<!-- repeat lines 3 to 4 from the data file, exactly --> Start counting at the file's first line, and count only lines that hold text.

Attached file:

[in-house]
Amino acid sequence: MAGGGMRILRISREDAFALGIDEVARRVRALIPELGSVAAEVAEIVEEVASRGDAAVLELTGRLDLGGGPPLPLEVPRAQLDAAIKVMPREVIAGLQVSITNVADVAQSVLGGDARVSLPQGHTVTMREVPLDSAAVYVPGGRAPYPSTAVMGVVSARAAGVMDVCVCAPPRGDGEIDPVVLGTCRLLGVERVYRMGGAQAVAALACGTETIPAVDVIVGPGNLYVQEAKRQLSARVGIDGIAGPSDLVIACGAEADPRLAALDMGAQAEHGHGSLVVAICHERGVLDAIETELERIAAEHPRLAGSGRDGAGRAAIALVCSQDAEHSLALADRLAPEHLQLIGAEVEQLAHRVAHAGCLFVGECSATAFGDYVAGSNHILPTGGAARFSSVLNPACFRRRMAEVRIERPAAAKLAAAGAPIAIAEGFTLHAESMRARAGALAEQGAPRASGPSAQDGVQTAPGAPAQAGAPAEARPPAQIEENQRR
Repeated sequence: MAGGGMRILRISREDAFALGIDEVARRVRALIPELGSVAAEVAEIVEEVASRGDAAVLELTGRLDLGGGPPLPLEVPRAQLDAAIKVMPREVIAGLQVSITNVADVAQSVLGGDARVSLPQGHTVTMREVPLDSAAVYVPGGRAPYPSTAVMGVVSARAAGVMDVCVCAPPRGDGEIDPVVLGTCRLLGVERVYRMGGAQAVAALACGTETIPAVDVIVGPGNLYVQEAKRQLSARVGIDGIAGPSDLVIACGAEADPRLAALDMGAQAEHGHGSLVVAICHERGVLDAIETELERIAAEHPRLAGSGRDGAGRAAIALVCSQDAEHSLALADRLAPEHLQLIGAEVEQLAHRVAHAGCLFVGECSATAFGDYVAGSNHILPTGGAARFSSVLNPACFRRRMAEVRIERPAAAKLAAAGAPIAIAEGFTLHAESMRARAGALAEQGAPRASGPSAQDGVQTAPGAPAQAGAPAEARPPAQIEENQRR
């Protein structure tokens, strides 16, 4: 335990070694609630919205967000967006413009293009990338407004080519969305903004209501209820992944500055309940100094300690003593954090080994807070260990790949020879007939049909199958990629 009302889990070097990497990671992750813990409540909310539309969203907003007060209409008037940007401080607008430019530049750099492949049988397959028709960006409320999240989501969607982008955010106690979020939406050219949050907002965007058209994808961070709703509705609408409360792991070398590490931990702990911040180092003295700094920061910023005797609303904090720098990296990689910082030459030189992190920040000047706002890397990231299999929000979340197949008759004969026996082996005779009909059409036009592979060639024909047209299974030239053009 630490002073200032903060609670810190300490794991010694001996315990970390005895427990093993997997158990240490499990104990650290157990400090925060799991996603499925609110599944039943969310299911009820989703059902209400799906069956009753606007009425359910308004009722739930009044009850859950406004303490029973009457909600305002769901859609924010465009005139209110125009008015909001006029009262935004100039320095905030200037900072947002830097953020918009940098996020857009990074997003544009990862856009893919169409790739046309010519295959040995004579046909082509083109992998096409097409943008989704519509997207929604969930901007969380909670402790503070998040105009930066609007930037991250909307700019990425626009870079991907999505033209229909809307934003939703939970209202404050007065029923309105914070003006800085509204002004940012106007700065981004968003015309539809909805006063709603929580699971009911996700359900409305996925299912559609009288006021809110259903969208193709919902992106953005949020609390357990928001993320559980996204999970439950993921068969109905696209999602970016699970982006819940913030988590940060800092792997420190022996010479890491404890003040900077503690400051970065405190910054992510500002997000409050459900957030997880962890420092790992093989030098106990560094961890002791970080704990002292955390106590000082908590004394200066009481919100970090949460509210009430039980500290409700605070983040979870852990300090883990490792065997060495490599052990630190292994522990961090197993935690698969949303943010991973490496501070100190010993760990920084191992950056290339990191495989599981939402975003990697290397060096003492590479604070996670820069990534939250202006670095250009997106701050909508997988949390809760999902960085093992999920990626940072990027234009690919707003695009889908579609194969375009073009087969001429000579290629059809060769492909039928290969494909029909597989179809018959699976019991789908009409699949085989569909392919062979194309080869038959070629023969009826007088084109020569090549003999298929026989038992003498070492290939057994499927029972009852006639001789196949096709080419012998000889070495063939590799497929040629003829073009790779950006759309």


Repeated sequence: MAGGGMRILRISREDAFALGIDEVARRVRALIPELGSVAAEVAEIVEEVASRGDAAVLELTGRLDLGGGPPLPLEVPRAQLDAAIKVMPREVIAGLQVSITNVADVAQSVLGGDARVSLPQGHTVTMREVPLDSAAVYVPGGRAPYPSTAVMGVVSARAAGVMDVCVCAPPRGDGEIDPVVLGTCRLLGVERVYRMGGAQAVAALACGTETIPAVDVIVGPGNLYVQEAKRQLSARVGIDGIAGPSDLVIACGAEADPRLAALDMGAQAEHGHGSLVVAICHERGVLDAIETELERIAAEHPRLAGSGRDGAGRAAIALVCSQDAEHSLALADRLAPEHLQLIGAEVEQLAHRVAHAGCLFVGECSATAFGDYVAGSNHILPTGGAARFSSVLNPACFRRRMAEVRIERPAAAKLAAAGAPIAIAEGFTLHAESMRARAGALAEQGAPRASGPSAQDGVQTAPGAPAQAGAPAEARPPAQIEENQRR
């Protein structure tokens, strides 16, 4: 335990070694609630919205967000967006413009293009990338407004080519969305903004209501209820992944500055309940100094300690003593954090080994807070260990790949020879007939049909199958990629 009302889990070097990497990671992750813990409540909310539309969203907003007060209409008037940007401080607008430019530049750099492949049988397959028709960006409320999240989501969607982008955010106690979020939406050219949050907002965007058209994808961070709703509705609408409360792991070398590490931990702990911040180092003295700094920061910023005797609303904090720098990296990689910082030459030189992190920040000047706002890397990231299999929000979340197949008759004969026996082996005779009909059409036009592979060639024909047209299974030239053009 630490002073200032903060609670810190300490794991010694001996315990970390005895427990093993997997158990240490499990104990650290157990400090925060799991996603499925609110599944039943969310299911009820989703059902209400799906069956009753606007009425359910308004009722739930009044009850859950406004303490029973009457909600305002769901859609924010465009005139209110125009008015909001006029009262935004100039320095905030200037900072947002830097953020918009940098996020857009990074997003544009990862856009893919169409790739046309010519295959040995004579046909082509083109992998096409097409943008989704519509997207929604969930901007969380909670402790503070998040105009930066609007930037991250909307700019990425626009870079991907999505033209229909809307934003939703939970209202404050007065029923309105914070003006800085509204002004940012106007700065981004968003015309539809909805006063709603929580699971009911996700359900409305996925299912559609009288006021809110259903969208193709919902992106953005949020609390357990928001993320559980996204999970439950993921068969109905696209999602970016699970982006819940913030988590940060800092792997420190022996010479890491404890003040900077503690400051970065405190910054992510500002997000409050459900957030997880962890420092790992093989030098106990560094961890002791970080704990002292955390106590000082908590004394200066009481919100970090949460509210009430039980500290409700605070983040979870852990300090883990490792065997060495490599052990630190292994522990961090197993935690698969949303943010991973490496501070100190010993760990920084191992950056290339990191495989599981939402975003990697290397060096003492590479604070996670820069990534939250202006670095250009997106701050909508997988949390809760999902960085093992999920990626940072990027234009690919707003695009889908579609194969375009073009087969001429000579290629059809060769492909039928290969494909029909597989179809018959699976019991789908009409699949085989569909392919062979194309080869038959070629023969009826007088084109020569090549003999298929026989038992003498070492290939057994499927029972009852006639001789196949096709080419012998000889070495063939590799497929040629003829073009790779950006759309």